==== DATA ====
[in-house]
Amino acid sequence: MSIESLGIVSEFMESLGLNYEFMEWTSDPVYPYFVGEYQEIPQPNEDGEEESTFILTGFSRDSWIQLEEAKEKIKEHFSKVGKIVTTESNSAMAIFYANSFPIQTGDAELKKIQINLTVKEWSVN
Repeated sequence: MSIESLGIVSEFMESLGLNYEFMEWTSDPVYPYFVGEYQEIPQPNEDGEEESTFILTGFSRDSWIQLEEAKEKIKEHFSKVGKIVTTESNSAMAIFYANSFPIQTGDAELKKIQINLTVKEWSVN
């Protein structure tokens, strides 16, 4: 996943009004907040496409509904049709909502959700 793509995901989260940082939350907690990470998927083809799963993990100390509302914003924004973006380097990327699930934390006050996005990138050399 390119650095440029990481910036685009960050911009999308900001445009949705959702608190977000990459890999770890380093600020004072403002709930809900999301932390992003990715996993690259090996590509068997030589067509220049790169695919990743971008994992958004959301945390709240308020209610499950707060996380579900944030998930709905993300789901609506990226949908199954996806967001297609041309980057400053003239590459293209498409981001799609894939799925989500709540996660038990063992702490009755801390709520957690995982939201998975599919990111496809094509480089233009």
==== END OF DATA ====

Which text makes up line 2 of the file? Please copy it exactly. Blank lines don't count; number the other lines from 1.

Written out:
Amino acid sequence: MSIESLGIVSEFMESLGLNYEFMEWTSDPVYPYFVGEYQEIPQPNEDGEEESTFILTGFSRDSWIQLEEAKEKIKEHFSKVGKIVTTESNSAMAIFYANSFPIQTGDAELKKIQINLTVKEWSVN